Maureen T. Corrigan holds a medical degree, a masters in administration and a college fellowship. She began her career as a medical practitioner then moved into management of hospitals, health services and aged care. Maureen retired earlier than anticipated because of multiple sclerosis but has taken this time to explore her passions including travel as far as Japan and the Arctic. She wrote a book about her time in the north called Unexpected Rewards: Travelling to the Arctic with a Mobility Scooter – be sure to pick up a copy!
I recently returned from an enjoyable holiday in Japan where I used my mobility scooter. It is a country of many innovations but I saw no mobility scooters at all, let alone light easy travelling ones like mine. Having such a novel mobility device, I caused quite a stir in many places.
Everyone I met in Japan was very polite, caring and respectful. Everywhere I went was clean, neat, tidy and in order. The food was fantastic and I enjoyed many wonderful meals. I also learned some of the Japanese table manners and a little about the culture. There were rules that everyone seemed to follow – lining up, following instructions, wearing uniforms with white gloves, bowing and handling money only from little trays or envelopes. Everyone wanted to help… but sometimes too much; such as at the railway stations.
Six railway attendants to help
The railway system was the most accessible I had ever experienced. However I was not permitted to ride my scooter on the platforms or into the train itself. Wheelchairs were allowed but not scooters. As scooters are extremely rare, the railway staff could not see the scooter as being the equivalent of an electric wheelchair. It wasn’t listed in their rules.
I had to transfer into a manual wheelchair at the ticket gate and have my scooter loaded onto a trolley. At one time, I had six railway attendants looking after me. Three to either wheel me, clear the way or operate the elevators. Then there was one staff member to get and carry a ramp, one to help me in and out of the wheelchair and one to help another attendant lift the scooter off the trolley (it weighs 25 kilograms).
Most of the railway stations were fully accessible with flat paths, ramps and elevators. Most ramps and elevators were clearly marked. There was always someone available offering help and once staff members were aware you were going somewhere, there would always be attendants to meet you outside the train door when you arrived. It was fantastic, but because I was not allowed to ride my scooter we had to book wheelchair assistance. Though, I did sneak quite a few rides at stations and onto trains with my scooter.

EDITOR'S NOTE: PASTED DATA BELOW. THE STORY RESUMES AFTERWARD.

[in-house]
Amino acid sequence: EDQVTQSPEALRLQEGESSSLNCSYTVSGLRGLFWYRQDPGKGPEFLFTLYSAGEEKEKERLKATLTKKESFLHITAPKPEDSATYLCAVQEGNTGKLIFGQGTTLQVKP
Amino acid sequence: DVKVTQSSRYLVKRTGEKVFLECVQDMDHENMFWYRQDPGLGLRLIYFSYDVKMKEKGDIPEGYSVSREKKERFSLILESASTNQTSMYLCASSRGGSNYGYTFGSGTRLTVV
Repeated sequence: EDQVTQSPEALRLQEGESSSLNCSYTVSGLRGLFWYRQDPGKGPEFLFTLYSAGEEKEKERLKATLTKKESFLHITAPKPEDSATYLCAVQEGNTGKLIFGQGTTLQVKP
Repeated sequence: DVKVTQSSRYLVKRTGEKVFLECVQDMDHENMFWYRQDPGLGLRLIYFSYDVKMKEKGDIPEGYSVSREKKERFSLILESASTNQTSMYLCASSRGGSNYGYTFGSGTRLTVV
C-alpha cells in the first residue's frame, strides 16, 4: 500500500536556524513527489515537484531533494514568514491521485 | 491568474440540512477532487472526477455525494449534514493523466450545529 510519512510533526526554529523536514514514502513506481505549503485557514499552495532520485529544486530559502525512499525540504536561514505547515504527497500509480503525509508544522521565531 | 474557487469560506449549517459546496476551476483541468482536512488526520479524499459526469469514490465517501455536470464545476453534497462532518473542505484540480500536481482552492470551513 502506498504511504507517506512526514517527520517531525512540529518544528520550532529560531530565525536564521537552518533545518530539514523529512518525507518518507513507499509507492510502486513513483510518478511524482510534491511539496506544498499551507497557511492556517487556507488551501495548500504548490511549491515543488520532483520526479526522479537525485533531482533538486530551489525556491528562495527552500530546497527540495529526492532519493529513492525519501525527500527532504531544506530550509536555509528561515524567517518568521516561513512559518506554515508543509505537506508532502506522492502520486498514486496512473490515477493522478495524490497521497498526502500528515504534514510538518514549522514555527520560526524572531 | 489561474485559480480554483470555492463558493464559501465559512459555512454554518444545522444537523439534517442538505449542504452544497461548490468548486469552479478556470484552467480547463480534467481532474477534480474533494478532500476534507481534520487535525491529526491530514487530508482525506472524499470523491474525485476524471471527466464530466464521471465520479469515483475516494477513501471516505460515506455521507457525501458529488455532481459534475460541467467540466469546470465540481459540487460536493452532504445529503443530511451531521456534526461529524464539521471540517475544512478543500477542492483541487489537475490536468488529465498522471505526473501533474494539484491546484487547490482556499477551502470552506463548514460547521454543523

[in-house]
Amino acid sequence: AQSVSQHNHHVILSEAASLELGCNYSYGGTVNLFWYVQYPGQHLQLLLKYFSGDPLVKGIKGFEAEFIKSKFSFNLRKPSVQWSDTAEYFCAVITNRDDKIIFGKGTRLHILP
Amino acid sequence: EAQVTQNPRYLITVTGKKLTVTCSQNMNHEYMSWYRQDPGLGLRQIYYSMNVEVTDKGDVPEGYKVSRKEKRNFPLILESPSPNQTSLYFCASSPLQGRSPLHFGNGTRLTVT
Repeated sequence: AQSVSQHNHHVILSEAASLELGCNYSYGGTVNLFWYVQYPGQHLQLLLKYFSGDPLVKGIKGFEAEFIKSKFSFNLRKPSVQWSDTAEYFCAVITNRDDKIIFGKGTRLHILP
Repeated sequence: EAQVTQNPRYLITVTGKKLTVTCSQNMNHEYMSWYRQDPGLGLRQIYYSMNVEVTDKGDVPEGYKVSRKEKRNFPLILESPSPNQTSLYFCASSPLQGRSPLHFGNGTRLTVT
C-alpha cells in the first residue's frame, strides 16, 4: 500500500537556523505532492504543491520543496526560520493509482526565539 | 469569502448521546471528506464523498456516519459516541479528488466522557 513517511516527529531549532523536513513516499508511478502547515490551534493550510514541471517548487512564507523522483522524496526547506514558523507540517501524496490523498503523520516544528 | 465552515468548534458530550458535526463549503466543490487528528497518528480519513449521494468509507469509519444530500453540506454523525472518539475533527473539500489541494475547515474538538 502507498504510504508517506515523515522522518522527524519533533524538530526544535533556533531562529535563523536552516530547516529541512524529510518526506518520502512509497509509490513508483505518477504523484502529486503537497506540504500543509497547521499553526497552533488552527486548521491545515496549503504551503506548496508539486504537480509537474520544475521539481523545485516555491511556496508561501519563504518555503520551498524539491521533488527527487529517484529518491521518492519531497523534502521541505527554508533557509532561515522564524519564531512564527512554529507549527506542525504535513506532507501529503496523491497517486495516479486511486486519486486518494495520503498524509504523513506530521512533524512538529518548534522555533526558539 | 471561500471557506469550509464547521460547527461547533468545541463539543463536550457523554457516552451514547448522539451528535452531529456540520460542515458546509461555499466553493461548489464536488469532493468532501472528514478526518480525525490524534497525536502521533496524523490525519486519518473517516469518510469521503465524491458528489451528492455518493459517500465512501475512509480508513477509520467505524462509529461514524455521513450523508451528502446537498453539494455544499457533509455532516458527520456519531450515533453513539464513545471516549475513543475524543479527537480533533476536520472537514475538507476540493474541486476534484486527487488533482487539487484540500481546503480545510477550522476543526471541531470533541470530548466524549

The funniest moment in Japan with my scooter was in of all places, the National Museum of Emerging Science and Innovation in Tokyo. It is the museum where they showed the latest robots. An attendant came up to me and said I could not ride around the museum on my scooter and that I needed to walk. Our Japanese guide explained that I was on the scooter because I had difficulties walking and I was not riding it for fun. The attendant had never seen anything like my scooter before either.
Returning to encourage
“Do you have these problems in Australia? Do people stop you and not know what it is you are on?” our guide asked. “No,” I said, “they don’t wonder what it is, they just haven’t seen one so small and light and want to know where I bought it”.
Our guide felt that many people with mobility problems, especially as they get older, stay at home and do not go out. Some do not travel and do not use many mobility aids. A local disability advocate has asked me to return to give a talk on getting out with my scooter.
So, I did!
I went back over to Japan last year to give a talk on travelling with my scooter to a disability group in Fukuoka prefecture. The Luggie scooter supplier came too. He had a brochure with a photo of the scooter on it and it had an approval mark from JR Rail to say the scooter was approved for train travel in Japan. Perhaps showing that might help future travelers with travel scooters such as mine.